My First TIG Weld - 304 Stainless

I picked up an AHP201 AC/DC pulse rig a while back. Its mostly sat on the cart, and other than a few plays at making some beads and trying to
understand the 40 billion possible settings I have not welded anything with it. For most things the Miller 212 does the job on the table, and the Lincoln ProCore does the job (if its small) outside.
Well, a couple days ago I had a customer who wanted pull pins for a mold I made with a T-handle. Normally I either just put an L bend on small pull pins or on bigger ones I use the lathe to make a pull ring on the end, by using the lathe and a mandrel to (manually) spin the mandrel. In the past with much larger pull pins I've threaded the pull pin and tapped the T handle. It works pretty well and looks good.
I pretty much always make these pull pins out of stainless. In fact in some sizes I just use stainless TIG wire. In some rare instances I'll use teflon because it doesn't transfer heat, and allows castings to fill better, but 99.9% of the time I just use stainless.
These pins were 3/16 inch. Not a great size to thread and I know I don't have a 3/16 tap. I had the TIG wire on hand, and a fair amount of 304 stainless rod from 1/8 inch to 1-1/2 inch. I actually have owned stainless TIG wire a lot longer than I have owned a TIG welder. I've also picked up some other TIG wire for planned future projects as I develop my skills. ER70S(x), 308, 5356, 4043, etc.
Anyway, 3/16" pull pins with a 1/2" handle with a 3/16 hole drilled through. I got it all setup on the table, tried some settings, grabbed a piece of 1/16 rod (trying to start small) and give it a go. It was terrible, and when I tried to clean it up on the belt sander most of the filler just fell off. Half of the weld looked ok though. This should have been my first clue.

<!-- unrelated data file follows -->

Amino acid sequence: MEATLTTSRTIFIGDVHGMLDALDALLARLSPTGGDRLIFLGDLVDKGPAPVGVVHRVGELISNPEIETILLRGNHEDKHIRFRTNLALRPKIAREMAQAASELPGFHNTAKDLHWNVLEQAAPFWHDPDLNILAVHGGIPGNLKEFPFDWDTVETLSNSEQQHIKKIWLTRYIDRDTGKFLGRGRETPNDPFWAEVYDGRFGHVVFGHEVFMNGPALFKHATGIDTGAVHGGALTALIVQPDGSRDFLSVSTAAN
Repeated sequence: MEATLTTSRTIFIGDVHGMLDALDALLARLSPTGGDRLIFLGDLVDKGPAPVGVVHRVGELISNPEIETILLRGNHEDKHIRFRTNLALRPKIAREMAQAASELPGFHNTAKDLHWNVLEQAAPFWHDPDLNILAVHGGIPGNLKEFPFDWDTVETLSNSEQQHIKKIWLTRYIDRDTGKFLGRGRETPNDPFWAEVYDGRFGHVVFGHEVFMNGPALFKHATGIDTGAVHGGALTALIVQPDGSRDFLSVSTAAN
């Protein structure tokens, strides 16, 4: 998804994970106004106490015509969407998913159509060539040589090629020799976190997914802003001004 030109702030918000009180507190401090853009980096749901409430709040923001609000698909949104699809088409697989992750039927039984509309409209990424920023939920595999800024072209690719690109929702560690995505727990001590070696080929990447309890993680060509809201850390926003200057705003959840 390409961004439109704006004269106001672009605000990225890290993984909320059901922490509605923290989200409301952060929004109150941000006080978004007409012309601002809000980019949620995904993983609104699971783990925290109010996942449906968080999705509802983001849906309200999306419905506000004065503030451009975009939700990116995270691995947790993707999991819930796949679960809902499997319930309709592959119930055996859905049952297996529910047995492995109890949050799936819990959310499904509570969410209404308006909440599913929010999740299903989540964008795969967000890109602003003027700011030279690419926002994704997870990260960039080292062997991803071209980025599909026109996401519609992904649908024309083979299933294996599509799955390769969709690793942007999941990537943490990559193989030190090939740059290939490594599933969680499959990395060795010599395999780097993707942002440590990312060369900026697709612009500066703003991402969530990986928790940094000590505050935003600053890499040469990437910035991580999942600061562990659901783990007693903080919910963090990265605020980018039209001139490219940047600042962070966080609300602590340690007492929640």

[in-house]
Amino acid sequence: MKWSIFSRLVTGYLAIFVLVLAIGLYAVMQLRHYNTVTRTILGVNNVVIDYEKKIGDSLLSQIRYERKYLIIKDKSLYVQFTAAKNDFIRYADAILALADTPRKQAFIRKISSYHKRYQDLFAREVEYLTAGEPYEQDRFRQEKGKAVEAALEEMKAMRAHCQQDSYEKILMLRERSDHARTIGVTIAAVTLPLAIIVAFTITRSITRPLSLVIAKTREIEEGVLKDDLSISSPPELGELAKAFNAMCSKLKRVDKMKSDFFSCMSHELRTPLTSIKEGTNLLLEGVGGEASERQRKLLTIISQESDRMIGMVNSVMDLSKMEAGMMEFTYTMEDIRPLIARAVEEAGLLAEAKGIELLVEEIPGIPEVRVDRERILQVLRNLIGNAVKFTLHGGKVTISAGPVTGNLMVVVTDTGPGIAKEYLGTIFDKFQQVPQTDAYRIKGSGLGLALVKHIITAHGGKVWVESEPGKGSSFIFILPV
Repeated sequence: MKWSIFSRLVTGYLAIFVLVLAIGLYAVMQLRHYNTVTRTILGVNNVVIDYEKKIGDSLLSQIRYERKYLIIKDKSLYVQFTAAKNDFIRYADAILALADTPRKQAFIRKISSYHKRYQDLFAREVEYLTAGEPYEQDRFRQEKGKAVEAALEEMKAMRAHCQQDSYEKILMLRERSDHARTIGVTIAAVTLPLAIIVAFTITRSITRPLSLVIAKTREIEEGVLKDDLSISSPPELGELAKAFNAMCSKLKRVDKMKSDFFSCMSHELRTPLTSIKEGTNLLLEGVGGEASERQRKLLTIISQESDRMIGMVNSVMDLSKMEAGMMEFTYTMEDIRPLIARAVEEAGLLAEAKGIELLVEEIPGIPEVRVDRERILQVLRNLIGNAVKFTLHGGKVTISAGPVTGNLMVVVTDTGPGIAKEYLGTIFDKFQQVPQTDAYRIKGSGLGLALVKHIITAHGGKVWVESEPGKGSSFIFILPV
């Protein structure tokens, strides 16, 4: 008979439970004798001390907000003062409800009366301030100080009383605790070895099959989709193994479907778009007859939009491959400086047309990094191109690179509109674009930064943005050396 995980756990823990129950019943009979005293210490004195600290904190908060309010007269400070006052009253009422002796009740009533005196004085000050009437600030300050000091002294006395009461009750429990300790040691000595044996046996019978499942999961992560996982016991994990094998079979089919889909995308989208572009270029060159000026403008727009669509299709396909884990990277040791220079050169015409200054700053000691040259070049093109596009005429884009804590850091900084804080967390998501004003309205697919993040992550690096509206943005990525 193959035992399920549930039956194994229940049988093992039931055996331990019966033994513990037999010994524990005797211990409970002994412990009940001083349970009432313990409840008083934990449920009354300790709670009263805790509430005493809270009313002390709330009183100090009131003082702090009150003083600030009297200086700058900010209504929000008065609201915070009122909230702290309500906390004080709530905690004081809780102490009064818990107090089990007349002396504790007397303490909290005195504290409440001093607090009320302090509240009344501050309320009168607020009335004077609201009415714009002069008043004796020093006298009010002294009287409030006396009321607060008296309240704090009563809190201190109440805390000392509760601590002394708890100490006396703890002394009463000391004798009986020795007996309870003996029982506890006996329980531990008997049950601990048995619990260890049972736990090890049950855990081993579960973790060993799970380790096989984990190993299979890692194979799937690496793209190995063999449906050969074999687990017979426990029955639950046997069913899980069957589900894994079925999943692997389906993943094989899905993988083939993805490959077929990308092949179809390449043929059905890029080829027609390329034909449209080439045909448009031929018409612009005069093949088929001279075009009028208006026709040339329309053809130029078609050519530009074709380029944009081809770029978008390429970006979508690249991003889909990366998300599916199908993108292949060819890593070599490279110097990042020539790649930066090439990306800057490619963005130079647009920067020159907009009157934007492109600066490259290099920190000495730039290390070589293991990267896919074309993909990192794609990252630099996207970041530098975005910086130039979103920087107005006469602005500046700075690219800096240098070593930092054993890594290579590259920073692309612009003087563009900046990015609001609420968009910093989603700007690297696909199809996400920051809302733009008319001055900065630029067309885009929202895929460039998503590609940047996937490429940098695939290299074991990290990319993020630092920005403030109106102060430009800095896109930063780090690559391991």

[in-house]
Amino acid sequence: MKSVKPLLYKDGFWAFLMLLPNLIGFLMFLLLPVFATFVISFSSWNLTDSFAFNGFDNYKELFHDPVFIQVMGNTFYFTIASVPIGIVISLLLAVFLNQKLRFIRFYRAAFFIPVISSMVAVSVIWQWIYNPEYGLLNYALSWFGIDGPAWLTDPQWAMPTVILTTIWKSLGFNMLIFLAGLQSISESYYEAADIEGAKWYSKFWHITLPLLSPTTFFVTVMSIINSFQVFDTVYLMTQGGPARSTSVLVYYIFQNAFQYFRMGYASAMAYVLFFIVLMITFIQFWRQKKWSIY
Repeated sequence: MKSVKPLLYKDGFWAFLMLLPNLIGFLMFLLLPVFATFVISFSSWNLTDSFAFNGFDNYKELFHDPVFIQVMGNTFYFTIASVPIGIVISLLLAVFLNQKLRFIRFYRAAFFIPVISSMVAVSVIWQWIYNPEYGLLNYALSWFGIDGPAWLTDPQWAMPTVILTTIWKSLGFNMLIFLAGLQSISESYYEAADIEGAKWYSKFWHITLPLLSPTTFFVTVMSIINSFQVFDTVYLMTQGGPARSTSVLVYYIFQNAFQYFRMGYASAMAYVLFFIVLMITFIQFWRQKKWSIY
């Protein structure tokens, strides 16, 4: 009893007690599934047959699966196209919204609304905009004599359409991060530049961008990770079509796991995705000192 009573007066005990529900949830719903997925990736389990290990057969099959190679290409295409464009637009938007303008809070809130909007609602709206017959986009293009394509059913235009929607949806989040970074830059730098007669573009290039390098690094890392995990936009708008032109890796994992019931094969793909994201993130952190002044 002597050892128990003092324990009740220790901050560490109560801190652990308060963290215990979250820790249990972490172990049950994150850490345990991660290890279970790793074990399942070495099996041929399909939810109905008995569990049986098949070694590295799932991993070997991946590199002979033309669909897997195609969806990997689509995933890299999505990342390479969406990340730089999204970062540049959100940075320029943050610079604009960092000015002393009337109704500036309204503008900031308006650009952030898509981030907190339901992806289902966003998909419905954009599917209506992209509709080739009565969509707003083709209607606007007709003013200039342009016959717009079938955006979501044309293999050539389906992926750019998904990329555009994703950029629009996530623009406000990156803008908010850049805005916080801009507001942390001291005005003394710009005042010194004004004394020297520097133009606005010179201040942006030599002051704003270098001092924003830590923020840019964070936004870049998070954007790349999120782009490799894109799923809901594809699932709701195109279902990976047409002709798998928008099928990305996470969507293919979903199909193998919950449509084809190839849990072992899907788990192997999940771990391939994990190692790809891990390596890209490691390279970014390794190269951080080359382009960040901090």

When I walked back over to the welding table I realized I had grabbed a piece of 5356 aluminum. Not stainless. Oops. So... I grabbed some 308 and gave it another go. It welded better, but it seemed like I needed more current. The weld are is small. I wasn't crazy about using larger filler. My son suggest I just push the pull pin through a little further and use it as its own filler. I cranked the machine up to 150 amps and tried it. By the 4th pull pin I got a good weld. Oh, it still looks terrible, but it looks like it did the job. I went back over the first three, cleaned them up on the belt sander, and they look like one piece of metal.
Am I proud of those welds? No. Absolutely not, but I have the start of a feel for how to do it, and I'll get better.
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On 8/5/2020 11:25 AM, Bob La Londe wrote:











The longest journey begins with a single step ... I once did the opposite of what you did , tried to weld some aluminum with a piece of 1/16" 308L filler . That didn't work either .
--
Snag
Illegitimi non